Canada’s financial watchdog is proposing changes to its capital and liquidity approach to crypto assets, according to an announcement on July 26. According to the Office of the Superintendent of Financial Institutions (OSFI), the proposed rules will simplify institutions’ approach to perceived crypto risks, defining four categories of crypto assets and their capital treatment.
OSFI is opening public consultations on two draft guidelines until Sept. 20. One of the guidelines affects federally regulated deposit-taking institutions, such as banks and credit unions, while another addresses the regulatory capital treatment of crypto-asset exposure for insurers.
“Deposit-taking institutions and insurers need clarity on how to treat crypto-asset exposures when it comes to capital and liquidity. We look forward to giving them this clarity through these new guidelines that reflect industry input and international standards,” said OSFI Superintendent Peter Routledge.
In line with @BIS_org’s new banking standards for #crypto-asset exposures, we’ve drafted guidance tailored for Canada.— Superintendent of Financial Institutions (@OSFICanada) July 26, 2023
Share your feedback on proposed changes to our capital and liquidity approach to #cryptoassets. https://t.co/M45FFFbUtZ pic.twitter.com/xbrgsk0XKO
The new rules seek to reflect an “evolving risk environment,” notes the regulator. The rules also address changes introduced by the Basel Committee in December 2022 outlining new banking standards for crypto-asset exposure, with implementation set for Jan. 1, 2025. The Basel Committee’s new standards include rules related to tokenized traditional assets, stablecoins and unbacked crypto assets.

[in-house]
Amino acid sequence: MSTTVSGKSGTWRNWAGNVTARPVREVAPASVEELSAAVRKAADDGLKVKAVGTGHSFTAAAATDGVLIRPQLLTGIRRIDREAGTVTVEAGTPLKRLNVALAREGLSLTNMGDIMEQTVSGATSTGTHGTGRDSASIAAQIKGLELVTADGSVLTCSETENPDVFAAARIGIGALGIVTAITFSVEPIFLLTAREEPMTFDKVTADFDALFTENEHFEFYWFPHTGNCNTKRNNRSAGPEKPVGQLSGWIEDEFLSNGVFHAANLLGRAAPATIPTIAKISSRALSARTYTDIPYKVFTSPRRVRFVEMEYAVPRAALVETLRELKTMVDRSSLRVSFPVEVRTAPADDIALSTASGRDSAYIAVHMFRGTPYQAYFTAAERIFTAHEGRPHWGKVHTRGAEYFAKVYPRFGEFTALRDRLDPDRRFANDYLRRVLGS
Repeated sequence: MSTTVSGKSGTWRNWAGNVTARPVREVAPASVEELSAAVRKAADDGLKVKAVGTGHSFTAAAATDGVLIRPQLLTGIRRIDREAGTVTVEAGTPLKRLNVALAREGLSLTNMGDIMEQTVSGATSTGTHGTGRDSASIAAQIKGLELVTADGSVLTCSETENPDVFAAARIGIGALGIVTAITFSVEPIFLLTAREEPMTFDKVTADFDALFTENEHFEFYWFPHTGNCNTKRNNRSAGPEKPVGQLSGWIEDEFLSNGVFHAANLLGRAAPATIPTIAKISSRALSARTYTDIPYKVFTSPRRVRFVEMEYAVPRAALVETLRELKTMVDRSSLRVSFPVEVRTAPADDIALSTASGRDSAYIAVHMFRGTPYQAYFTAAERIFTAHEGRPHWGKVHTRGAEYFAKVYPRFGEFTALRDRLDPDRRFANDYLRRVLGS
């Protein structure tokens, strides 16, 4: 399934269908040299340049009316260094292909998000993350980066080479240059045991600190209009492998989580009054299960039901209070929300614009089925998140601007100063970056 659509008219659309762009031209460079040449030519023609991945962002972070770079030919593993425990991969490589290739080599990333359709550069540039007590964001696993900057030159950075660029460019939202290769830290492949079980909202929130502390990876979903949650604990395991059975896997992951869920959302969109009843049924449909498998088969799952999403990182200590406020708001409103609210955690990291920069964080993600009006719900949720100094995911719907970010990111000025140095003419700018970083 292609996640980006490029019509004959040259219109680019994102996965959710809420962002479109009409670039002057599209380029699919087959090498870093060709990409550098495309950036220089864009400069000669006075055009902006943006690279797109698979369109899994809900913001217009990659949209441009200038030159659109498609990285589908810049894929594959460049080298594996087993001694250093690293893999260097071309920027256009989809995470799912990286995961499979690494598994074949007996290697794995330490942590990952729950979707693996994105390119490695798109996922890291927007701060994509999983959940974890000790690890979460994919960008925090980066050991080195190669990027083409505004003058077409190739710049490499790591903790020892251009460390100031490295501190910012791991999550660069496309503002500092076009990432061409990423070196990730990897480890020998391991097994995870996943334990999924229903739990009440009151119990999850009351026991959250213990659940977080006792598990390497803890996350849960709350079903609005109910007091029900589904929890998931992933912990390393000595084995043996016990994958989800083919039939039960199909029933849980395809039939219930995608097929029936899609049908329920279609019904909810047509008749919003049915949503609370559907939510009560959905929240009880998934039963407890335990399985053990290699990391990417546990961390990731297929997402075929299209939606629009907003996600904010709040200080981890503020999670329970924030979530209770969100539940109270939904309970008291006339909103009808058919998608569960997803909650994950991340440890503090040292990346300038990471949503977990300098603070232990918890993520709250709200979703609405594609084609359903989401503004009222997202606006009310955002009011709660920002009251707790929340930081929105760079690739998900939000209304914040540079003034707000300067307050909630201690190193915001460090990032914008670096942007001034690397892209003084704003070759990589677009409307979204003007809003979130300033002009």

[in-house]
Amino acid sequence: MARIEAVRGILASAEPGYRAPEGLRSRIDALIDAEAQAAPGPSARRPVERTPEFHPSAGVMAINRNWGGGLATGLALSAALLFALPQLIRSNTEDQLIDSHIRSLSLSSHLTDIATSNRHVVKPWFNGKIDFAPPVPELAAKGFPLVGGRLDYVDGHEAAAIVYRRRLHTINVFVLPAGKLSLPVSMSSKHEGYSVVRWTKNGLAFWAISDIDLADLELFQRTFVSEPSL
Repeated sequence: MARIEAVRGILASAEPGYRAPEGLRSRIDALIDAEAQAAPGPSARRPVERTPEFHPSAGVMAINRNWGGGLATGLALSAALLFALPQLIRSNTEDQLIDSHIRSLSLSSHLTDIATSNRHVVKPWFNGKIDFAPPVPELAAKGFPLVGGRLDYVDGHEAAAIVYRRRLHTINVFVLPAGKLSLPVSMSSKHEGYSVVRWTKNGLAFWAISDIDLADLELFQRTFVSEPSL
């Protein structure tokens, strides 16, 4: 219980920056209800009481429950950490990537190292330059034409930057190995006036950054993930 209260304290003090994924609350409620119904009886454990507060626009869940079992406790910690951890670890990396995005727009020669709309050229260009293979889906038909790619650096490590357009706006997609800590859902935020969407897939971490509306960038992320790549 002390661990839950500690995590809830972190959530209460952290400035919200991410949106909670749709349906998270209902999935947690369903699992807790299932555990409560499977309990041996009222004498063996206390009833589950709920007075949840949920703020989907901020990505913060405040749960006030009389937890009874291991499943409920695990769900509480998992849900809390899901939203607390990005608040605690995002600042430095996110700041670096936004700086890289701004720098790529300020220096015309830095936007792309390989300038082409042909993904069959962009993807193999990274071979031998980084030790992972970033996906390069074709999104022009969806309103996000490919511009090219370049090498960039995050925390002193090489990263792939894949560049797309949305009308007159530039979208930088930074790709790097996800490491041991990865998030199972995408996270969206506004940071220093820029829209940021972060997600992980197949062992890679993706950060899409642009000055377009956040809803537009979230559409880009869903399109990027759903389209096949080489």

The OSFI says its drafts incorporate the new international banking standards, while the insurance guidelines are adjusted to meet the specific needs of the local insurance industry.
The new guidelines will also replace an existing advisory published in August 2022 that defined and categorized crypto-asset exposure and its potential risks for financial institutions.
Canada’s evolving regulatory landscape comes amid growing concerns about the ramifications of digital assets on banking systems worldwide. In the United States, crypto-friendly banks such as Silvergate and Signature Bank shut down operations amid liquidity issues stemming from crypto-related events in 2022.